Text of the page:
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You expect your managers to possess basic values, communicate clearly and act like responsible adults. But sometimes, you get a bad apple.

Most workers endure a bad boss at least once. Good employees learn from the experience. The rest let anger and self-pity overrun them, and you risk losing them.

If you’re regretting a management hire, first judge the degree of badness. A “continuum of badness” has been developed to help you:

Annoying --> Flawed --> Value-Averse --> Unethical

Annoying. The irritating boss may be disorganized or possess grating personal habits. Most of the time, these bosses have good qualities, too, but that one, jarring behavior may drive your employees to distraction.

The usual antidote: Help them get over it by giving them wider range through the organization, such as cross-divisional projects that will take them away from the annoying boss for short periods of time.

Flawed. This is not just a tic but a personality defect that affects a boss’s management style. Examples: arrogance, indecisiveness or volatility. They’re worse than annoying because the intimidation or unpleasantness they cause can chill your employees’ performance.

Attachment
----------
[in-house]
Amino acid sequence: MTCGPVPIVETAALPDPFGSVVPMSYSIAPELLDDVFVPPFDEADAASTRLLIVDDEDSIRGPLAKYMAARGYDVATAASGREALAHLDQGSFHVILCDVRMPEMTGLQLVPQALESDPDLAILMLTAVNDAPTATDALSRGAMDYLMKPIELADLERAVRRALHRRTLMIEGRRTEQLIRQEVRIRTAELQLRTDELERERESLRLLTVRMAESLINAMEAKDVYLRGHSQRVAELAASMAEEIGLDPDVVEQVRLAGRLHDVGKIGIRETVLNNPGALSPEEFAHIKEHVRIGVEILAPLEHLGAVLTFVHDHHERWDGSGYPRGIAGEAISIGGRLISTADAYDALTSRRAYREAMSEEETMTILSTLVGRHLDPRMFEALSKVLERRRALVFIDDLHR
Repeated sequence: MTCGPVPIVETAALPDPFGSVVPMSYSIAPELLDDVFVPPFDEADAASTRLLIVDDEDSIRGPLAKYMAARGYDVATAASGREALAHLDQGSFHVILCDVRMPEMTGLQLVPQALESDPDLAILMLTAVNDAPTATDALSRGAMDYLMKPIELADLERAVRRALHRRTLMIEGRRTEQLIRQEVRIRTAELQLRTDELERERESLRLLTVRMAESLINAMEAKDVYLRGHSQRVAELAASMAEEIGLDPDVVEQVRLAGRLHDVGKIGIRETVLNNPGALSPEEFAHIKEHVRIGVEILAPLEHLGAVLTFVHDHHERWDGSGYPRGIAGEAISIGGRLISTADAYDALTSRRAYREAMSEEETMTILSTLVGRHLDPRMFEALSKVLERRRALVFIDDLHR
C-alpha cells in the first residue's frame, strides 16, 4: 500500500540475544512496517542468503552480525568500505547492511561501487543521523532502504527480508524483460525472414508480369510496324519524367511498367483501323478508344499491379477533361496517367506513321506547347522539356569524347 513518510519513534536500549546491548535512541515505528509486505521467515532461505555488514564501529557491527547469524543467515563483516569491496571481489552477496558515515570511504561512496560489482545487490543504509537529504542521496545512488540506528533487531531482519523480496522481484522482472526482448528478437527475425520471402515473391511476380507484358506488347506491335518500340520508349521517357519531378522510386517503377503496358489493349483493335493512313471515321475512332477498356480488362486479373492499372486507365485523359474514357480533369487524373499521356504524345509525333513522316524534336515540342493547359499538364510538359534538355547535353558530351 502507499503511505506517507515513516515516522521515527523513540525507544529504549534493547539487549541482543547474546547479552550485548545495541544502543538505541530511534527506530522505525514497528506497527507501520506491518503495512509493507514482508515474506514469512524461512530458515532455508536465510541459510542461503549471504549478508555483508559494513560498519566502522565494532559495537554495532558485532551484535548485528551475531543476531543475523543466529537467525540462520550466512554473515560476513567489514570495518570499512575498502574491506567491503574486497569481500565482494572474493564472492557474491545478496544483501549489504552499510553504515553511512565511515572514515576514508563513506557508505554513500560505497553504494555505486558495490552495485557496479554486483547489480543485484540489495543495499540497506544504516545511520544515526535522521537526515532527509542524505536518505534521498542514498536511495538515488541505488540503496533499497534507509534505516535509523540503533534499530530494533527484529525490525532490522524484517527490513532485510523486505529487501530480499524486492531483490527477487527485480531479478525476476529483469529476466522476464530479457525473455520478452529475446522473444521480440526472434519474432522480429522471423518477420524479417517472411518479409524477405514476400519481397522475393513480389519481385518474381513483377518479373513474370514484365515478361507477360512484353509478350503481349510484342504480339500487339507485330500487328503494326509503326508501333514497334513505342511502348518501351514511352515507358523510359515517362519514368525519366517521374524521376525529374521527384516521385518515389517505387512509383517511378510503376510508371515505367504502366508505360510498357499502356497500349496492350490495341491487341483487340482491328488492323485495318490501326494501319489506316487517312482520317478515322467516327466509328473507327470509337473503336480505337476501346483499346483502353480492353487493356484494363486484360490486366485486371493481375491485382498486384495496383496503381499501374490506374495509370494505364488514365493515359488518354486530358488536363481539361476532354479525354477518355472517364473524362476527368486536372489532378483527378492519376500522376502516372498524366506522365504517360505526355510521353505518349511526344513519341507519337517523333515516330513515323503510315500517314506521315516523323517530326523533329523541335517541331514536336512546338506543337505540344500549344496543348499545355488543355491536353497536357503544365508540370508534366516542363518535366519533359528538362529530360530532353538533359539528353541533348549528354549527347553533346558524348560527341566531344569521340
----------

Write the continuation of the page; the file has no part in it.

Solution: Get management training for the boss and professional coaching for yourself.

Value-Averse. These bosses hold values in conflict with those of your organization, but they may operate far underground. They go along with shady clients, promote cheaters, openly humiliate direct reports and ignore industry standards. Your people never know where they stand. And while employees can trust an annoying boss and work with a flawed one, amoral bosses leave them untethered.

Answer: You can’t fix antisocial behaviors. You have to fire them.

Unethical. This one’s scarier. Bad to the core, these bosses violate established ethics, laws and regulations. They lie and cheat. Working for these devils will feel like a journey through hell for good employees.

Solution: Although you will feel loyalty toward your manager, consider it a gift if a worker blows the whistle. Hire an outside investigator to look into the matter, sideline the manager and fire anyone who’s complicit if violations emerge.

—Adapted from Leadership Passages, David L. Dotlich, James L. Noel, Norman Walker, Jossey-Bass.


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